Along with artists Petra Collins and Danielle Bowman, she was also commissioned by Cadillac to reinterpret the brand’s hood ornament, the Cadillac goddess, for their new electric vehicle. In August 2024, she will have exhibitions at the Wexner Center for the Arts at Ohio State University and Kenyon College’s Gund Gallery. And the Columbus Museum of Art will also present her work.

“Women have more power”

Ming Smith

Even with all of these current accolades, it wasn’t something Smith expected when she began as a photographer. “Being a [B]lack woman photographer was like being nobody,” Smith said in 2019. She never anticipated making a career from it, and sustained herself in New York in part by modeling.

“I think there’s more opportunity for Black women [now]. There’s more of a space to express ourselves,” she says. “We have an audience that’s more interested in images and women have more power and there are many Black curators.”

Smith created her images simply by existing in the life she had created for herself. She lived in Harlem and the West Village, she listened to jazz, she went to see dance and concerts, she spent time with friends, and she brought her camera.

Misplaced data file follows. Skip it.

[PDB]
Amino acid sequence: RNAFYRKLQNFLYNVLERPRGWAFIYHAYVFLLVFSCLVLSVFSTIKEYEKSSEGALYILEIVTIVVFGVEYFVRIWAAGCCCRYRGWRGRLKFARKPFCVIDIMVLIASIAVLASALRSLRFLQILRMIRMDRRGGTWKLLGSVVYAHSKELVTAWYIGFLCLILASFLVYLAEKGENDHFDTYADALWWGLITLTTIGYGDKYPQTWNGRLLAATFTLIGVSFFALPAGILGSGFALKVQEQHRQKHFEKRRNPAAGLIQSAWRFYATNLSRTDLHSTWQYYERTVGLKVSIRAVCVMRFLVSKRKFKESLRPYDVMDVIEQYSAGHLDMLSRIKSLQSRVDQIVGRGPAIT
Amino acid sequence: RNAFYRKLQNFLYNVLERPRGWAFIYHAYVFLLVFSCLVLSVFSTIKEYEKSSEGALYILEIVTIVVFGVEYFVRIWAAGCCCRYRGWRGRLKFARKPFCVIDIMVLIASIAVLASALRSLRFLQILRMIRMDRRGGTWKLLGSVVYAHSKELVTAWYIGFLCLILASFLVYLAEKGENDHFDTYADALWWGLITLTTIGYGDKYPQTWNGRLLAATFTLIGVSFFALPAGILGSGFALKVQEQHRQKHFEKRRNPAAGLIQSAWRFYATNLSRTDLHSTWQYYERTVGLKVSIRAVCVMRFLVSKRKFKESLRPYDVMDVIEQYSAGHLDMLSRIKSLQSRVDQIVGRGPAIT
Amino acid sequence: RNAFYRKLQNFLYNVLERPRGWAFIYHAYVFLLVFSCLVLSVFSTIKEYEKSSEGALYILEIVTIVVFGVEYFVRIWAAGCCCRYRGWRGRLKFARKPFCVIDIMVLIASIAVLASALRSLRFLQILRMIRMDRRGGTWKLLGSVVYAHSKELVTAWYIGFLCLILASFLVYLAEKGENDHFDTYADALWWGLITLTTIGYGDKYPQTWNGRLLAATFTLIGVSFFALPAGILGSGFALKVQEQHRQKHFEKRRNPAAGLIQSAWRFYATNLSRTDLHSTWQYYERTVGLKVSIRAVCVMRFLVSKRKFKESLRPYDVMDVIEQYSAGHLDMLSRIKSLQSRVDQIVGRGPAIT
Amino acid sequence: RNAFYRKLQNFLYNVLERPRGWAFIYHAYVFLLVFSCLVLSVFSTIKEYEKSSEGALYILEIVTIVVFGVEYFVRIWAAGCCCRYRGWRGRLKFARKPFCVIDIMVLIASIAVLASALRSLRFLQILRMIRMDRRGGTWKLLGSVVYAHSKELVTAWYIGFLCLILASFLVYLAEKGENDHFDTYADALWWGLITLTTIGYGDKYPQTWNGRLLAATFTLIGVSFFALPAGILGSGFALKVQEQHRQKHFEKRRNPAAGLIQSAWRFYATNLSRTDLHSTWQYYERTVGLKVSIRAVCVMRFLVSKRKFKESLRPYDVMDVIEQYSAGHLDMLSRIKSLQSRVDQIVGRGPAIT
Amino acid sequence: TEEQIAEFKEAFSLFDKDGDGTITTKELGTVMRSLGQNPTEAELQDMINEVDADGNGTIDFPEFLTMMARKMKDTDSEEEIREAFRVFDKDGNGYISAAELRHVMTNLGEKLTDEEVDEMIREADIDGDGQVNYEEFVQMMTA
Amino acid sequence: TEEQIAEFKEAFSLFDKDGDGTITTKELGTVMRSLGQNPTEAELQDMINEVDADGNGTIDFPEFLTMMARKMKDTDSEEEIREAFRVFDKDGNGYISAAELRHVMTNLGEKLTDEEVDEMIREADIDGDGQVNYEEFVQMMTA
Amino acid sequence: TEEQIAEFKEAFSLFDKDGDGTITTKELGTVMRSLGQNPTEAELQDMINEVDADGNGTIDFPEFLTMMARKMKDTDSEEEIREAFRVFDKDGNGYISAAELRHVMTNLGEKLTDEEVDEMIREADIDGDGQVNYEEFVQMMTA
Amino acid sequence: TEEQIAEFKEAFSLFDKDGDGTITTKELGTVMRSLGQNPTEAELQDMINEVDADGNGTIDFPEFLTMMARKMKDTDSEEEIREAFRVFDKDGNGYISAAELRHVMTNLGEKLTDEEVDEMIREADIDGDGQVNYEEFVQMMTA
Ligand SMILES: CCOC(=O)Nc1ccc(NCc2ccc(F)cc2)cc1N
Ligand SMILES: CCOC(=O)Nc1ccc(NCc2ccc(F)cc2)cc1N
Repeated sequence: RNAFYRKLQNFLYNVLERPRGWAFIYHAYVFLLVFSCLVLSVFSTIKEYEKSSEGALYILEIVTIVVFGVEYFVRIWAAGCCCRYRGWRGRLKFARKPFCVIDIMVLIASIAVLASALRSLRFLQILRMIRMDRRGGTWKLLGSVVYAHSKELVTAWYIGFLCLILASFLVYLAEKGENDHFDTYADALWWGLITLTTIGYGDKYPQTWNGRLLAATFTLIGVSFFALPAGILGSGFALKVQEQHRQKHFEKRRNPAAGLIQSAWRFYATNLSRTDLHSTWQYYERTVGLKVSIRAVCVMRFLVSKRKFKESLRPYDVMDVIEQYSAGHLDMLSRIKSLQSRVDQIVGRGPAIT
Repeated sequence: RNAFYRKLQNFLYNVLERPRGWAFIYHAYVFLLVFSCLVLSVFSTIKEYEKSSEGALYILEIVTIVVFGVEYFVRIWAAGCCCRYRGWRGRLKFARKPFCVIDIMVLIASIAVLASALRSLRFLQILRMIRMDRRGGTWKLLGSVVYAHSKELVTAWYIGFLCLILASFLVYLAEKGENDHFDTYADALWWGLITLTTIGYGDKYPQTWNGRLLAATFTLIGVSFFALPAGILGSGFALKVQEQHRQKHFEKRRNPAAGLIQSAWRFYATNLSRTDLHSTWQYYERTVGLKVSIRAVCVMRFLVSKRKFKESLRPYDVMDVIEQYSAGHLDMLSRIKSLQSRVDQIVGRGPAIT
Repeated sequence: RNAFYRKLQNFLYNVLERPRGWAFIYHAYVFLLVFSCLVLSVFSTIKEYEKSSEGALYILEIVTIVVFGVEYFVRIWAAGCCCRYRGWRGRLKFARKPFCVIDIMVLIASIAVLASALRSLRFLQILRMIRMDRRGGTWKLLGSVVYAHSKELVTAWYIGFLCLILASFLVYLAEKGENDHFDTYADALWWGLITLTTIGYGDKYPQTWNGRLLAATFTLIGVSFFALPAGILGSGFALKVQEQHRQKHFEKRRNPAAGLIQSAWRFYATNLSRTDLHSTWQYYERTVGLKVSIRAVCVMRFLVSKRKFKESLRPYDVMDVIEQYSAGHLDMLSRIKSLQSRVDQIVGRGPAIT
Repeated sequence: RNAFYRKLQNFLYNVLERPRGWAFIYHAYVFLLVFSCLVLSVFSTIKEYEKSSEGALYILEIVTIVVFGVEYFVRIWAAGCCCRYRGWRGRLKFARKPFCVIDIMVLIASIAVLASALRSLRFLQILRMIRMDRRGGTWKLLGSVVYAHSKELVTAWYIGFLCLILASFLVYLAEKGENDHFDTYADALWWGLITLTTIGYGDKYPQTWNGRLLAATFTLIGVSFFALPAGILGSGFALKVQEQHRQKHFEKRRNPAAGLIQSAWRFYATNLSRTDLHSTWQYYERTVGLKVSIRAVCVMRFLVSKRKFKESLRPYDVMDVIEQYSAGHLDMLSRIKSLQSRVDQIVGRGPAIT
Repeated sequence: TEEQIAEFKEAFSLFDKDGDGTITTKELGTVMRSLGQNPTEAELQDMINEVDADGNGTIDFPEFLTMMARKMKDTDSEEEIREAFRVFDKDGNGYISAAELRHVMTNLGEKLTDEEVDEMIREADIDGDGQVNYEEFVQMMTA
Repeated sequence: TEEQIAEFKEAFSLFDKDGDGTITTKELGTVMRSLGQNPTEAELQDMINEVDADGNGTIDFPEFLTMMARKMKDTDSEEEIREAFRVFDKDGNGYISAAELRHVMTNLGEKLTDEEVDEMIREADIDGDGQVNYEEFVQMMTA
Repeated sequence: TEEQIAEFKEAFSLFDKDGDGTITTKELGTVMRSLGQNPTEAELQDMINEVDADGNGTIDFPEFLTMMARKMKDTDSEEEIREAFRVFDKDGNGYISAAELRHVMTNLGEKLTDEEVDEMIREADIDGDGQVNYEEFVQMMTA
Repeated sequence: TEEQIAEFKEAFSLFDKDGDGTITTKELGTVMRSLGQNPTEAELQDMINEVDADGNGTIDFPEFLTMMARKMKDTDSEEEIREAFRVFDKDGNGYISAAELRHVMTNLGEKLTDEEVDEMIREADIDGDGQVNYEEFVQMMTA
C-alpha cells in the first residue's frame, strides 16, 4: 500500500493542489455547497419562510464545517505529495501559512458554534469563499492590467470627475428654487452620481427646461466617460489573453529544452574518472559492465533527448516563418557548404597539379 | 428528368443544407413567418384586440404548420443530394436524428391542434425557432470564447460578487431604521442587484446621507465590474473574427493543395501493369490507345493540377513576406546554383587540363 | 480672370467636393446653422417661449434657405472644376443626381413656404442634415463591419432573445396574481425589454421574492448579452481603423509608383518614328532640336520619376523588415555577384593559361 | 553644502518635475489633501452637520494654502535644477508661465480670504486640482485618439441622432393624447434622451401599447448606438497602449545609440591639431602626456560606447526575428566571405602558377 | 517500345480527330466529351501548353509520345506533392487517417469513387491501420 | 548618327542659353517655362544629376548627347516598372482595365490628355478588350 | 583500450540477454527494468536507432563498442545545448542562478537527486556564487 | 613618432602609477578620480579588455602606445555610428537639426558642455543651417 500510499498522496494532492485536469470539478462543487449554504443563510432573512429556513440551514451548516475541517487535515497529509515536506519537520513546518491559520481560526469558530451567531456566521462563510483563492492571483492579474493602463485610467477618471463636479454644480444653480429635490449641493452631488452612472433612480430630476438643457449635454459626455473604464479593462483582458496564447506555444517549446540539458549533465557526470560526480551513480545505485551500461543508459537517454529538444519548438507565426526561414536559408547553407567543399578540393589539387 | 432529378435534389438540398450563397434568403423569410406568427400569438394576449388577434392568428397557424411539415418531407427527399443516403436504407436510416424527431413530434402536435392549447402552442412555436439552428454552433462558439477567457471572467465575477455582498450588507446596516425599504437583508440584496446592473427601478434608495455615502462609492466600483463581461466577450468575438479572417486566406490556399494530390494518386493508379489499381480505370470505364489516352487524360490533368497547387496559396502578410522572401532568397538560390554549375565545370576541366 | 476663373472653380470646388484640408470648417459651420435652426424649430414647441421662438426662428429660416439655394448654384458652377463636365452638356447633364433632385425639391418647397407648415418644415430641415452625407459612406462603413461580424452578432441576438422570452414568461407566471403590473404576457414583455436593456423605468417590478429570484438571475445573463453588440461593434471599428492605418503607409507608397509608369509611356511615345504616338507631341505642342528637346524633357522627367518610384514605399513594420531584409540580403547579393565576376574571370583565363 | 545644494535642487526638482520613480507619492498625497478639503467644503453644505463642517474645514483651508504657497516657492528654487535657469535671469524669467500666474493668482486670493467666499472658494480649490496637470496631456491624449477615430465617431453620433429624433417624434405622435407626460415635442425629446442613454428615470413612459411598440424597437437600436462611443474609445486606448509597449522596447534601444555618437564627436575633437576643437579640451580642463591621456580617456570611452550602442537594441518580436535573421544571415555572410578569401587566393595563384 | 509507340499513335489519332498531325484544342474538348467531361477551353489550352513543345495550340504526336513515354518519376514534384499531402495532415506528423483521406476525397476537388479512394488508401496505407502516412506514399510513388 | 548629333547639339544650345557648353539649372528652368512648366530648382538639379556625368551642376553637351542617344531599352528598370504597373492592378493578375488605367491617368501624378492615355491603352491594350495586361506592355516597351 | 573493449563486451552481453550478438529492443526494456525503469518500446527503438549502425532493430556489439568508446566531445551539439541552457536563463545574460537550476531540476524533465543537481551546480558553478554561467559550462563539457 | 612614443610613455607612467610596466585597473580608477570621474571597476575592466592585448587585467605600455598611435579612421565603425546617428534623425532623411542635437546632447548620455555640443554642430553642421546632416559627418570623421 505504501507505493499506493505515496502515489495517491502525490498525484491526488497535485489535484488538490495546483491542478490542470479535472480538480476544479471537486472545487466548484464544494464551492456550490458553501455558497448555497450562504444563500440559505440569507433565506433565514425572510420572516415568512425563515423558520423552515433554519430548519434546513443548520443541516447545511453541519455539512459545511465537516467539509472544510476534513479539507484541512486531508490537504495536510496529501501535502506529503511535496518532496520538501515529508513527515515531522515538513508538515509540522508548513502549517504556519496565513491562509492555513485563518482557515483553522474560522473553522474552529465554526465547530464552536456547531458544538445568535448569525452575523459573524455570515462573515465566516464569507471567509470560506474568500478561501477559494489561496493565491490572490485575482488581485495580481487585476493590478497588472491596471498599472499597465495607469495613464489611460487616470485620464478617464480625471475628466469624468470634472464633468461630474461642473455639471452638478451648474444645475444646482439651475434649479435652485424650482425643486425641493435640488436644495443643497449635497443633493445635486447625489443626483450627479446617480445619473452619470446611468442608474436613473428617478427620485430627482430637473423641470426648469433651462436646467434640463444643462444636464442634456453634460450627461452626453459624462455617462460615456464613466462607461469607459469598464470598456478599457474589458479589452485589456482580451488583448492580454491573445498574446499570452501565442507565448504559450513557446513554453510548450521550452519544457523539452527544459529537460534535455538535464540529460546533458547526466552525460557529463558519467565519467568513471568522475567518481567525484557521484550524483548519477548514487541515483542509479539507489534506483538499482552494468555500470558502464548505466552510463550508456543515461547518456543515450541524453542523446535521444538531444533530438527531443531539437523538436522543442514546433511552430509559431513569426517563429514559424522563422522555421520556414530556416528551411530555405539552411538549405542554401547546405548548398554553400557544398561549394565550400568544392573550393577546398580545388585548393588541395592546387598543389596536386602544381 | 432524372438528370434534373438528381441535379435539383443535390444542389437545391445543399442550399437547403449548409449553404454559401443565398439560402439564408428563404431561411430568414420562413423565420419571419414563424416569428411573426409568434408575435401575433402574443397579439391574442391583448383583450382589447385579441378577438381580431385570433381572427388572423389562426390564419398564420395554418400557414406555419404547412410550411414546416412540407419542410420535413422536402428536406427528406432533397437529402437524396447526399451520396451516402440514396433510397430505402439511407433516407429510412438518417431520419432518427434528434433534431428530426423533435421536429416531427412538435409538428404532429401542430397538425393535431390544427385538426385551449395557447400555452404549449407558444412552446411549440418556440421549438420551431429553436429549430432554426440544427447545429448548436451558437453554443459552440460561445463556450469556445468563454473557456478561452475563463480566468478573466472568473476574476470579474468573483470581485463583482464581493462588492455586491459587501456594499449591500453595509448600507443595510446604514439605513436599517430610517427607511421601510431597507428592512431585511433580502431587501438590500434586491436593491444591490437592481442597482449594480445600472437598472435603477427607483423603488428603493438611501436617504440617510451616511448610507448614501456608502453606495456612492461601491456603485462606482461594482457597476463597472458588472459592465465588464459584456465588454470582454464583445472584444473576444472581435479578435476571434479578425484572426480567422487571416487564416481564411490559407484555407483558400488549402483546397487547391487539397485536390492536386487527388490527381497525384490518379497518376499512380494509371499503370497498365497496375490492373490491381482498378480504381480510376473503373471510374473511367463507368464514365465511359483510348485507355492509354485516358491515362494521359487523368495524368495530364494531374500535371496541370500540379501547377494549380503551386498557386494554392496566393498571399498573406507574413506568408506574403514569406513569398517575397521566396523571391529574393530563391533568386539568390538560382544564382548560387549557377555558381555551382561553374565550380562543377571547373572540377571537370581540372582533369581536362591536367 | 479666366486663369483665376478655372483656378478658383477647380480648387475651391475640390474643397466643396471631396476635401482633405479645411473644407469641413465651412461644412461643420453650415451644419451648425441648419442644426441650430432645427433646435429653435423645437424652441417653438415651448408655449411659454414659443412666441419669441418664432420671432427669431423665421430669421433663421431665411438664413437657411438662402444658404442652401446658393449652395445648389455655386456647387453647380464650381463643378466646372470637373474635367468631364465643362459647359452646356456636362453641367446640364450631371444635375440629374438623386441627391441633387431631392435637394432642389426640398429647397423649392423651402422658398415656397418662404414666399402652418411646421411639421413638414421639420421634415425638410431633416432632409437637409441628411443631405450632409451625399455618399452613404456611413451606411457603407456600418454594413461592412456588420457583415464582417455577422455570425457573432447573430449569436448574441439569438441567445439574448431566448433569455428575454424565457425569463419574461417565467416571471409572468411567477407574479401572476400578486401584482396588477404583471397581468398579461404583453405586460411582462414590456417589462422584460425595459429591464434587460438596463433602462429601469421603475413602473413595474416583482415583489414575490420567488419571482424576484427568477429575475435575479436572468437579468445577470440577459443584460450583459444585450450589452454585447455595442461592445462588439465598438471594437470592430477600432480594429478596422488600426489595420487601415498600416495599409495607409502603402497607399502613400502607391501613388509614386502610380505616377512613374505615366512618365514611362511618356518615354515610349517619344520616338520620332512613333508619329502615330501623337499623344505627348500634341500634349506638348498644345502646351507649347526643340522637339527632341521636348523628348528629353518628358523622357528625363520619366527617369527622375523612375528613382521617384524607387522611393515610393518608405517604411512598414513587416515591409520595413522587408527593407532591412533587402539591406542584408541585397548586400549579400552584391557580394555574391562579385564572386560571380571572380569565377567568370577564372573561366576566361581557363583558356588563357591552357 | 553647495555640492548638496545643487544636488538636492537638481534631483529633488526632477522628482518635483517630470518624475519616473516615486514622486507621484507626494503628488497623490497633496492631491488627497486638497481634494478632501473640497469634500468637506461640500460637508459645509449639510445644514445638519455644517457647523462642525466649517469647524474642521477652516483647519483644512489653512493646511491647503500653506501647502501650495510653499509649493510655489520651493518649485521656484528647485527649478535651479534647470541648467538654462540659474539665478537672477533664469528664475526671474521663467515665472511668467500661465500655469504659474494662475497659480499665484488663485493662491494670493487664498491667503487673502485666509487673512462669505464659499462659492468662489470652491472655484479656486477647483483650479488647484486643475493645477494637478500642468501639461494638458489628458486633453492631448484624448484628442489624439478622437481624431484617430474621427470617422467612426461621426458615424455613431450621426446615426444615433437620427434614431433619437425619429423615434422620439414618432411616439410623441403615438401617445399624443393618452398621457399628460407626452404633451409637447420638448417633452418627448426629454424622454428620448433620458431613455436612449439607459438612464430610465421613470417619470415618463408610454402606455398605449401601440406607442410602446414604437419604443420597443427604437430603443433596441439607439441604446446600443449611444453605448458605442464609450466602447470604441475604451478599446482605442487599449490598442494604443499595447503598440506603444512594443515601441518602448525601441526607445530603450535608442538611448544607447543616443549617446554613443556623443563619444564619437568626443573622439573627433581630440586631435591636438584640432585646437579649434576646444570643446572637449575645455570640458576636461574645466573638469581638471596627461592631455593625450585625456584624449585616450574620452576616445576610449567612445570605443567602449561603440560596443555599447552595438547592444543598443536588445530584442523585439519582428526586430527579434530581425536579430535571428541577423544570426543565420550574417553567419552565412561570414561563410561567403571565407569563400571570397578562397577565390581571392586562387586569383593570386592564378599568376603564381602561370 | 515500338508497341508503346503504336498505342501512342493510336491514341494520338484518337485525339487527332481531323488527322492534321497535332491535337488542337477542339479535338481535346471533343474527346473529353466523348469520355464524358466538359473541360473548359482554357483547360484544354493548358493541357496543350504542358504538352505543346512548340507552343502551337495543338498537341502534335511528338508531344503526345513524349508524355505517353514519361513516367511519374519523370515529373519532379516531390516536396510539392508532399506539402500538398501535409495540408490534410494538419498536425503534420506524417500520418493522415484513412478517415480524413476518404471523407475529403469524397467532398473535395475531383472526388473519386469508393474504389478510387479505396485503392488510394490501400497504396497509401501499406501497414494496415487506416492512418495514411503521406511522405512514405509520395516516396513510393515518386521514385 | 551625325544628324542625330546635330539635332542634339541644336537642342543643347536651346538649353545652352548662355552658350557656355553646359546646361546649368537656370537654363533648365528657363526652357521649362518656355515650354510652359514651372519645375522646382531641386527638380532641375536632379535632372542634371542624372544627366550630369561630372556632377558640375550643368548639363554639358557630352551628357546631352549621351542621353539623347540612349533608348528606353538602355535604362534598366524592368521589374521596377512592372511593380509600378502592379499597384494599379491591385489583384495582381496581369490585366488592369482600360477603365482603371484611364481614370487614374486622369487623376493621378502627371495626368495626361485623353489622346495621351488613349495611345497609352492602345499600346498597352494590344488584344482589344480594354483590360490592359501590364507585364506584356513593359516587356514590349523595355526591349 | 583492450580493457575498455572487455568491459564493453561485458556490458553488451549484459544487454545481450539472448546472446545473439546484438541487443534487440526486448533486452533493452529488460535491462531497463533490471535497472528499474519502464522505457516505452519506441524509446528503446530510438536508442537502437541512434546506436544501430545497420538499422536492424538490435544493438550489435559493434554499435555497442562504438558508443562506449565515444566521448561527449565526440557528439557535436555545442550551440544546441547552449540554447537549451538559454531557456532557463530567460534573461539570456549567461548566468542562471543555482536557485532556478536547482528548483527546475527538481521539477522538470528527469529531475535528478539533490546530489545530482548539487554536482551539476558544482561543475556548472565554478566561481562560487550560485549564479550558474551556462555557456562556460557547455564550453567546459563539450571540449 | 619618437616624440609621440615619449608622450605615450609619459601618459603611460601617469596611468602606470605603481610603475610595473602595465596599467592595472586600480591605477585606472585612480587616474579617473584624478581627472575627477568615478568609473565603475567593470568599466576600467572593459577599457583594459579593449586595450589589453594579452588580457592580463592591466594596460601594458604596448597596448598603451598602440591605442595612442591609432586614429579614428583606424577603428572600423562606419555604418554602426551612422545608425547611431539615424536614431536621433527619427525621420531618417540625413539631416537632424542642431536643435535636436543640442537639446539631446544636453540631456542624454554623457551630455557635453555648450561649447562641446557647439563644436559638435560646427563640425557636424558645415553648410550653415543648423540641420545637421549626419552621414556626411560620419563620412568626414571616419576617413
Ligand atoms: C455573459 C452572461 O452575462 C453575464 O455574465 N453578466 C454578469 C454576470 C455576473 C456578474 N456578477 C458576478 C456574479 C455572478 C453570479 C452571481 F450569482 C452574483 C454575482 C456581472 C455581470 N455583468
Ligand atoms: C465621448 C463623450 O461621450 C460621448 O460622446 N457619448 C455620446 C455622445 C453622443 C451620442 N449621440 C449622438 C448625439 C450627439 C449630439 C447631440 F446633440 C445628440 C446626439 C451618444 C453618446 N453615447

Love for images

Ming Smith, August Blues, from “Invisible Man.” 1991. Courtesy of the artist. © Ming Smith.
Ming Smith, August Blues, from “Invisible Man.” 1991. Courtesy of the artist. © Ming Smith

It became the perfect combination for not just immortalizing her own life, but the lives of icons like Tina Turner, Grace Jones, Nina Simone, James Baldwin, Sun Ra, Amiri and Amina Baraka, and countless others.

“Whether it was in the West Village or in a dance class at Alvin Ailey or Rod Rogers, or in Japan, going to the different shrines, or Egypt, seeing the pyramids, that’s what informed [my work],” she said.

“Whatever was around me, I had a camera and I photographed wherever I was…I photographed culture. And I had a love for culture, and I even had more of a love for images.”

“Projects: Ming Smith” at the Museum of Modern Art (MoMa), New York, until May 29.

Ming Smith, African Burial Ground, Sacred Space, from “Invisible Man.” 1991. Courtesy of the artist. © Ming Smith.
Ming Smith, African Burial Ground, Sacred Space, from “Invisible Man.” 1991. Courtesy of the artist. © Ming Smith